Travelling with grown-up kids:The Fortress of Louisbourg

One of the places we were Travelling with the grown-up kids in Cape Breton was the Fortress of Louisbourg. It has grown from a small museum to become North America’s largest historical reconstruction.

We received complimentary passes for admission to the Fortress as well as the tour and firing the musket. We are happy to partner with businesses and organizations that share our values. All opinions are our own. All pictures are by the talented Meaghan McLaughlin-Collins of Birch Tree Photography 

We stayed in Sydney so the trip to the Fortress took about 40 minutes.  We arrived at 9:30 just as the Interpretive Center was opening.  You can take your time and wander through the displays as you wait for the bus to take you to the town.

 

The guard at the Dauphin Gate challenged the group to find out where we were all from. Luckily someone said we were all their family and we could pass through the gates. Just a word of warning here. You might not want to wear red when you visit Louisburg as the guards are on the lookout for Redcoat English spies.

Our first destination upon entering the town was to De la Plagne House (#23). This is the information center and where you arrange and pay for the additional experiences you may wish to try.

Our tour guide Hilda was very knowledgeable and had lots of stories about the area.  She gave us an overview of each of the houses and the families that had lived there.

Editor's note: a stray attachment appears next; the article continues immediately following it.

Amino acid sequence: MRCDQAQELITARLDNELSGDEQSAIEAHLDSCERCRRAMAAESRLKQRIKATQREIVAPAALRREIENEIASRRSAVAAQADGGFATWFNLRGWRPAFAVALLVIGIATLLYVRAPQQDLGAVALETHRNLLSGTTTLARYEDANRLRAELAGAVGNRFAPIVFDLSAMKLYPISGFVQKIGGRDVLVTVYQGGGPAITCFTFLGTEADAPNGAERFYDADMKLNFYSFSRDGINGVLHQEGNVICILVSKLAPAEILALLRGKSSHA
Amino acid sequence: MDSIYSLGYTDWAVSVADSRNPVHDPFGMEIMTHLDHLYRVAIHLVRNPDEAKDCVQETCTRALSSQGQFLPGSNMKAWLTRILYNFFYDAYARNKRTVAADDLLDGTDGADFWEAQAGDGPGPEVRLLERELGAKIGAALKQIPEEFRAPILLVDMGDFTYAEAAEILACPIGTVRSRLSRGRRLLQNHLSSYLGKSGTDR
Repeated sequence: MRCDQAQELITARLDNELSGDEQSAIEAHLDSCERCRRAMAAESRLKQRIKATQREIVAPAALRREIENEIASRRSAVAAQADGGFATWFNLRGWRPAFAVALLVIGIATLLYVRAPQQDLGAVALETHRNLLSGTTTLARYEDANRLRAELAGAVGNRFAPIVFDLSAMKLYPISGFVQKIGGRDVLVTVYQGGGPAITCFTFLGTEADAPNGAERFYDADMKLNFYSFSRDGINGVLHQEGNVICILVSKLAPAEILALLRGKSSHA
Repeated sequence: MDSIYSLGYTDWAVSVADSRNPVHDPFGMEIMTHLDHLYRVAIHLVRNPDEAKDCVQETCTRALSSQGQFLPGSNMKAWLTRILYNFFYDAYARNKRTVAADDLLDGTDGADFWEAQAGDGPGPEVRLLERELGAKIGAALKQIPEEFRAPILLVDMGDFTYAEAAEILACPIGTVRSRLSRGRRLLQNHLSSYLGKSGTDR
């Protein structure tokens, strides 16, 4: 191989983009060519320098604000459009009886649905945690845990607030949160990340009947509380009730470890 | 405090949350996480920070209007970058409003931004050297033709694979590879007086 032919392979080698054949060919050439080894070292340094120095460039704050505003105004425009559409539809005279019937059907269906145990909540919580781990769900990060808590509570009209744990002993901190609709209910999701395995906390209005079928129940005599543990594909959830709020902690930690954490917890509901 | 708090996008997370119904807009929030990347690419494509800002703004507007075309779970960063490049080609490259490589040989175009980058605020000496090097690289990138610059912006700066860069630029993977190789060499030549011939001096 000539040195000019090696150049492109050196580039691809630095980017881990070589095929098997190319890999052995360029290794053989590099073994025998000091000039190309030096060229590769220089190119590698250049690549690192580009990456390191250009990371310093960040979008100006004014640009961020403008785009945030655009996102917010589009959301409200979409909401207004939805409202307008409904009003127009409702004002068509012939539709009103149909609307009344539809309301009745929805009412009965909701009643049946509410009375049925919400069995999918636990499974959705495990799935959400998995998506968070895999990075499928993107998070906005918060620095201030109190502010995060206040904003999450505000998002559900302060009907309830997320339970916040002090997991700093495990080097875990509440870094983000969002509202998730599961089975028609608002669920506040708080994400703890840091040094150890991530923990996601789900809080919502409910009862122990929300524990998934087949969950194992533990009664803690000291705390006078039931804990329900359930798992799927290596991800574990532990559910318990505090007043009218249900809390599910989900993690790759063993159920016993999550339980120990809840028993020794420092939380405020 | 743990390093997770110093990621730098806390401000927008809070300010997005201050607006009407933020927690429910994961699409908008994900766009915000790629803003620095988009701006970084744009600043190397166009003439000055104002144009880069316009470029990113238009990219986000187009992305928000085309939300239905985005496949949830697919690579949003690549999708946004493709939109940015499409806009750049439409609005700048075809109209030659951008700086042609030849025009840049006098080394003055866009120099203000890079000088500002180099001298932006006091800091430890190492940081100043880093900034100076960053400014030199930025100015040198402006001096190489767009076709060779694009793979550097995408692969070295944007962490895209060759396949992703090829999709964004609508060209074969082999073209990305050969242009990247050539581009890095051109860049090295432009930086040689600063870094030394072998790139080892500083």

After the tour, we went through some of the buildings and watched the soldiers practice shooting muskets and cannon.

We had lunch at Grandchamp House. The dishes and utensils are reproductions of period pieces. The interpreters add to the feeling of being back in time.

After lunch, it was back up the hill to the Guardhouse. Sean signed up with the Compagnies Franches de la Marine and had some basic training in preparation for firing a musket. I think I made some major points with my boy for this one.

We waited on the lane as the sheep were called to the afternoon grazing, so Meaghan could get pictures of her favourite animals.

There is so much to see and do at the Fortress, we never got to do it all. Even still, I tracked over 10,000 steps over the course of the day. It is so full of history and it was such a joy to be able to be travelling with our grown-up kids.

You can find out more about the Fortress of Louisbourg here

 

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